Chopin’s Prelude in E Minor…
Its incredible beauty has become legendary – and I have never met a student who did not want to learn this iconic masterpiece.
The Prelude has only 25 bars, and seems quite simple at first glance. If we dig a bit deeper, however, we can uncover an endless realm of fascinating secrets, treasures and challenges:
- a deep philosophical concept and dramaturgy
- masterfully ‘woven’ emotional layers: sadness, loneliness, desolation, grief, despair, tragic resignation – and ultimately peace and timeless wisdom
- a hidden polyphonic ‘foundation’ worthy of Bach’s mastery
- a laconic yet very powerful melody that comes to life when combined with the exquisite ‘shape-shifting’ accompaniment harmonies
- a dramatic culmination
- subtle ‘shades’ of sound color, dynamics, phrasing, intonation and rubato…
… all of this expressed with a brilliant simplicity that would make even Confucius jealous. The Prelude in E Minor concentrates a lifetime of suffering in only 1 page, and also manages to transcend it at the end.
A prayer, a funeral march, a poem to a broken heart, an ode to the inescapable sadness of existence… no matter how you choose to interpret it, the expressive potential of this music seems infinite.
From a purely technical point of view, however, the Prelude is not very difficult, being accessible after only 3-4 years of practice. For this reason, many intermediate students choose it as their first ‘Chopin piece’.
You can certainly do the same – and remember: it’s ok if you don’t master everything on your first attempt. After all, this is not a pedagogical piece that you need to ‘conquer and forget’. Learning how to play Chopin well, with the maturity and wisdom his music deserves, is a lifetime journey. Even his ‘simplest’ pieces are still jewels of the great repertoire that you can return to over and over, until you’re 90. Your mastery and understanding will inevitably keep increasing with each new loop of your ‘Chopin spiral’.
You can begin by downloading the score:
Chopin – Prelude in E Minor, op. 28 No. 4 (the original separate score of this piece).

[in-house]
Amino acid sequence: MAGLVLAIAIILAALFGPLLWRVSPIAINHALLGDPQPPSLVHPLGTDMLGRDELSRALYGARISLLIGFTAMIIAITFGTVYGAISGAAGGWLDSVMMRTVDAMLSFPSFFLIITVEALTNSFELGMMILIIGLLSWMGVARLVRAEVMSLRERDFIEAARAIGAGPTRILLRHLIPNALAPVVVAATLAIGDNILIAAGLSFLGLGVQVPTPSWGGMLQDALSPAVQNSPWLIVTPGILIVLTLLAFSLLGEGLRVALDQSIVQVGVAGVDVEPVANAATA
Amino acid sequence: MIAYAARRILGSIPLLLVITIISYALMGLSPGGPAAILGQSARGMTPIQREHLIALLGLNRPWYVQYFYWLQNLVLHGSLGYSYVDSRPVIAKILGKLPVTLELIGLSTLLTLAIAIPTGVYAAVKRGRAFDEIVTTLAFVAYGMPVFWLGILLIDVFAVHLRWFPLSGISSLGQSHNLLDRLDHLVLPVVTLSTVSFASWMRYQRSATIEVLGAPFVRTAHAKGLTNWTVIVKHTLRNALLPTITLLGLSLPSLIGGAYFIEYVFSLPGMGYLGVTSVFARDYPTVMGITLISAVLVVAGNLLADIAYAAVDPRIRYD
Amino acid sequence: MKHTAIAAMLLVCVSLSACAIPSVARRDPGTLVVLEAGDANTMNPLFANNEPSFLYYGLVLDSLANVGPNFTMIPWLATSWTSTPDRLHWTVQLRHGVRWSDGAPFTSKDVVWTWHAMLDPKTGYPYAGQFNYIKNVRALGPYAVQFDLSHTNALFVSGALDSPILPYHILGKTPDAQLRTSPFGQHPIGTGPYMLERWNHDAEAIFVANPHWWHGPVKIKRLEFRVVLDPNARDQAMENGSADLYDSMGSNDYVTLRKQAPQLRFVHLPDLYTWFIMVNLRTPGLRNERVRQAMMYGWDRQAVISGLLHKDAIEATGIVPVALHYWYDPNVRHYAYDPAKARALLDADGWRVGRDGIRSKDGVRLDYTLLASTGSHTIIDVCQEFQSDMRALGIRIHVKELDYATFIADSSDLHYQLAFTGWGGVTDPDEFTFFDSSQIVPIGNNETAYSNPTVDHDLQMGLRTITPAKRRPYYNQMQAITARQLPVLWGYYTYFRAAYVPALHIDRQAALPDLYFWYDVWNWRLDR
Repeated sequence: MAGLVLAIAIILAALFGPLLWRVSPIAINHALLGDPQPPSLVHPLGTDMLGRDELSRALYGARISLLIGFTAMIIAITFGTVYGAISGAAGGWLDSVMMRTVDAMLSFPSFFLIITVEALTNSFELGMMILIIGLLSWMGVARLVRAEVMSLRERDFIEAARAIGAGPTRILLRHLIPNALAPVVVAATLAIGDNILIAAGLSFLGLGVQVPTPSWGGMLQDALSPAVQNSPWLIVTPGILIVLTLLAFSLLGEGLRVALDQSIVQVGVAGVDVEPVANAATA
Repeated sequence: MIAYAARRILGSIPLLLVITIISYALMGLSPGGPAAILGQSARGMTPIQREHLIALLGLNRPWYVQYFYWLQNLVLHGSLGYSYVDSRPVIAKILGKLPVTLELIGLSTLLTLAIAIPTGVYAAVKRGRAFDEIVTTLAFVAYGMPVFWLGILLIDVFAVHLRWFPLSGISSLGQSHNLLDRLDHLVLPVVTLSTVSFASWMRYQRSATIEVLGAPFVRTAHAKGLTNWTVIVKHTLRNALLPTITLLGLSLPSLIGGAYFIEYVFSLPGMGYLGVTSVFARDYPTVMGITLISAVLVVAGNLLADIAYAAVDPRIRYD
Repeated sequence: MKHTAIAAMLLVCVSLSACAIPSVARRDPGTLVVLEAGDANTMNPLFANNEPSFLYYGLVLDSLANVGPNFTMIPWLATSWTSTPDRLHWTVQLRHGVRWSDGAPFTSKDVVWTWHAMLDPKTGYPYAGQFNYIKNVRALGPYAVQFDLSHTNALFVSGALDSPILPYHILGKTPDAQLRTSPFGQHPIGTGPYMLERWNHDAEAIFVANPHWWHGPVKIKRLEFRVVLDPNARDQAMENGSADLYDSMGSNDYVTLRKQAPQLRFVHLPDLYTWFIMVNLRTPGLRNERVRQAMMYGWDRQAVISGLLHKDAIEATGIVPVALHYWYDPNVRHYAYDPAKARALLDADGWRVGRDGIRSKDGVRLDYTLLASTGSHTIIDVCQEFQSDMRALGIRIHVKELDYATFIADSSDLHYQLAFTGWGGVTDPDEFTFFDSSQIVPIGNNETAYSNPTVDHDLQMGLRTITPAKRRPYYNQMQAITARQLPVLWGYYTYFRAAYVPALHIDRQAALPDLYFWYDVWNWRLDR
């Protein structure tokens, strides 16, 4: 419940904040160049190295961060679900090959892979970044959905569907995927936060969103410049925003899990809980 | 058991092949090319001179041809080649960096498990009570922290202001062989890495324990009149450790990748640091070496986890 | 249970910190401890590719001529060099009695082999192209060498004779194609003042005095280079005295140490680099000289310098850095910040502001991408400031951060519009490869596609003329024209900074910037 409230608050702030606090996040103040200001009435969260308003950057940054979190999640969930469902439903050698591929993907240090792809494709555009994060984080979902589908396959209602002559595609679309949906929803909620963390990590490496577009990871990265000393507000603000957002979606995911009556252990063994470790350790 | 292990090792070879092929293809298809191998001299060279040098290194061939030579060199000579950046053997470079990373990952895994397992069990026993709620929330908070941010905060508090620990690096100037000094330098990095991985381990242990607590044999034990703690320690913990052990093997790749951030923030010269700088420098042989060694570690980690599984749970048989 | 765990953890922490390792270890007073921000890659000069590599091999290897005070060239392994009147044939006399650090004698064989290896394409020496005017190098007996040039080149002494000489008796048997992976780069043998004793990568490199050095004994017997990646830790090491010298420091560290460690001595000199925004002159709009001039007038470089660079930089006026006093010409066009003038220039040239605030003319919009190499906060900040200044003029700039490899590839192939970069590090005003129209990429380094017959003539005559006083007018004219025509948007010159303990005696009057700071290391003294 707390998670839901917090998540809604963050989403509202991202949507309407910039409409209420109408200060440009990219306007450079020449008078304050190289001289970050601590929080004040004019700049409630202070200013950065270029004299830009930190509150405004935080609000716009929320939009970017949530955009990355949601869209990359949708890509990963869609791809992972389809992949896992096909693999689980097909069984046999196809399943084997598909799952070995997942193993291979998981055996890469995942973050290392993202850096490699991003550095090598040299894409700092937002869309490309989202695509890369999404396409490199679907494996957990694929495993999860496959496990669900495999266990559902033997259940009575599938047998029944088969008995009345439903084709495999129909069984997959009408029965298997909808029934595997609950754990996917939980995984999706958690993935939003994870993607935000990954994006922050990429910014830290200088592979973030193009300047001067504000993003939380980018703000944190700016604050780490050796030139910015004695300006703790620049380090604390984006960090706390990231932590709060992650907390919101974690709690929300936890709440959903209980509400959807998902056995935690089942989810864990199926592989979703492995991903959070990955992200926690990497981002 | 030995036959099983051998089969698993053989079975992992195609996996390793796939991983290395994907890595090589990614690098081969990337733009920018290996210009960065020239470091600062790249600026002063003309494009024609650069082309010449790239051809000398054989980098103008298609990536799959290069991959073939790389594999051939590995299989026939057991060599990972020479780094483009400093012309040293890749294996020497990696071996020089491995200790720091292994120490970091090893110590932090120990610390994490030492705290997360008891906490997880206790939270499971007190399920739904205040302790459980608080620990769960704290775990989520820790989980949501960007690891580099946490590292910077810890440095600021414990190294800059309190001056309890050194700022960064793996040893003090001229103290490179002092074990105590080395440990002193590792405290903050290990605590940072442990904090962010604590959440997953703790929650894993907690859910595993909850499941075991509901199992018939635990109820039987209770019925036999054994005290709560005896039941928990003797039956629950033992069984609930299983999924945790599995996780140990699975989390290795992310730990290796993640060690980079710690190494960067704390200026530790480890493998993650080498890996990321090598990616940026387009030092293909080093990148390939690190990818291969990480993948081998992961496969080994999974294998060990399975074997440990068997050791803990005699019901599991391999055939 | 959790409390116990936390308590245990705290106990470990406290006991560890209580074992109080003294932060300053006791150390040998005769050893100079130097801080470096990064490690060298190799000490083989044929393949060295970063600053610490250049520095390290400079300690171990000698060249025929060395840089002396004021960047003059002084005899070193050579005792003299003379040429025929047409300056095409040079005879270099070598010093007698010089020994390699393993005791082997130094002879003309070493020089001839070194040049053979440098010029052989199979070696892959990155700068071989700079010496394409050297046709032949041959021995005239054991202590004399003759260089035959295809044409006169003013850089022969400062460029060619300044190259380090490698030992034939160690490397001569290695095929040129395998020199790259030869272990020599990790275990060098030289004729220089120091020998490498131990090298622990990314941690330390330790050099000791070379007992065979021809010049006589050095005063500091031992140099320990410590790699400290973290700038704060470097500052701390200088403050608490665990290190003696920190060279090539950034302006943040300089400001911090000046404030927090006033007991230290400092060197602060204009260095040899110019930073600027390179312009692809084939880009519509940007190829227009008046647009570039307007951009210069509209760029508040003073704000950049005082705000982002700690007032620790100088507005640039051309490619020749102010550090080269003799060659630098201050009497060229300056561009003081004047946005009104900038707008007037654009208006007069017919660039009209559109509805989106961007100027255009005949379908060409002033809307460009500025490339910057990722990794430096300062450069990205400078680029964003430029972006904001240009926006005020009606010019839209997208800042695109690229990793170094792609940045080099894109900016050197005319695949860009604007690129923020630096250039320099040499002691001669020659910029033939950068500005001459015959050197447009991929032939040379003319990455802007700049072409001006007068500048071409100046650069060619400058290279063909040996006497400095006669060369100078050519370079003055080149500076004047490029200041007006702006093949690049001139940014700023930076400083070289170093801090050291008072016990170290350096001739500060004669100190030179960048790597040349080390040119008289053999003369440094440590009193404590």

Chopin – Prelude in E Minor, op. 28 No. 4 (the edited separate score – with bar numbers and my dynamic/pedaling suggestions).
Chopin – 24 Preludes op. 28 (the original Russian edition of the entire cycle).
Chopin – Prelude in E Minor, op. 28 No. 4.
Analysis and Step-by-Step Tutorial.
00:56. Analysis. When and where did Chopin write the 24 Preludes op. 28?
01:25. The 24 Preludes op. 28 and their ‘Bachian’ roots.
02:35. The Prelude in E Minor and its technical, emotional and expressive accessibility.
03:45. Step-by-step analysis. Artistic concept. The titles associated with this Prelude.
05:51. The underlying ‘Bach’ foundation of this music.
06:49. ‘The moments before death’ – another metaphor that can describe the atmosphere of the Prelude.
07:52. Tempo. Time signature and pulsation.
09:48. Texture. The hidden polyphonic layers.
10:28. Dramaturgy (or the ‘story’ behind the music).
11:25. Step-by-step tutorial (practice guide). The structure of the 1st sentence (bars 1-12).
12:19. LH practice. Using the double escapement mechanism for creating a smooth and soft connection between chords.
14:40. Posture, alignment and key attack tips for the repeated chords.
16:39. How to avoid tension and not ‘hold back’ when playing softly.
17:37. Revealing the underlying polyphonic foundation by only playing the note changes in the LH.
20:59. Playing the LH one ‘unique’ chord at a time – for understanding the harmonic foundation and starting the mental/technical ‘assimilation’ process.
23:34. Using the ‘magnifying glass’ method for mastering the uncomfortable chord transitions in bars 17-18.
24:45. The interrupted (deceptive) cadence in bar 21 – and its meaning.
26:21. Continuing to learn the chords independently.
26:46. Practicing the chords as written (with repetitions), with pedal. The role of the pedal in facilitating the smooth ‘double escapement’ connections.
30:05. RH practice. The first 2 phrases (bars 1-8). The simple ‘steps’ of the melody – and how to make the repeated seconds sound interesting.
31:42. Where to find the rest of this tutorial. Conclusion.
Get access to the continuation of this tutorial (where I demonstrate how to practice the right hand, and then how to combine both hands together) by joining my Piano Coaching Program at PianoCareerAcademy.com!
In the Members Area you will discover many hundreds of other exclusive lessons for all levels (including step-by-step courses and interactive projects) that will help you to play freely, expressively and brilliantly.
It’s time to hear your playing come alive and shine!
Recommended free tutorial:
The Piano Intoning Technique and the Illusion of Legato.
Recommended tutorials (available on PianoCareerAcademy.com):
What is Rubato? Origins and Meaning. How to Create an Expressive Rubato in Chopin’s Prelude op. 28 No. 6.
Why Mindful Practice Is Even More Important Than You Think.
Practice with inspiration,
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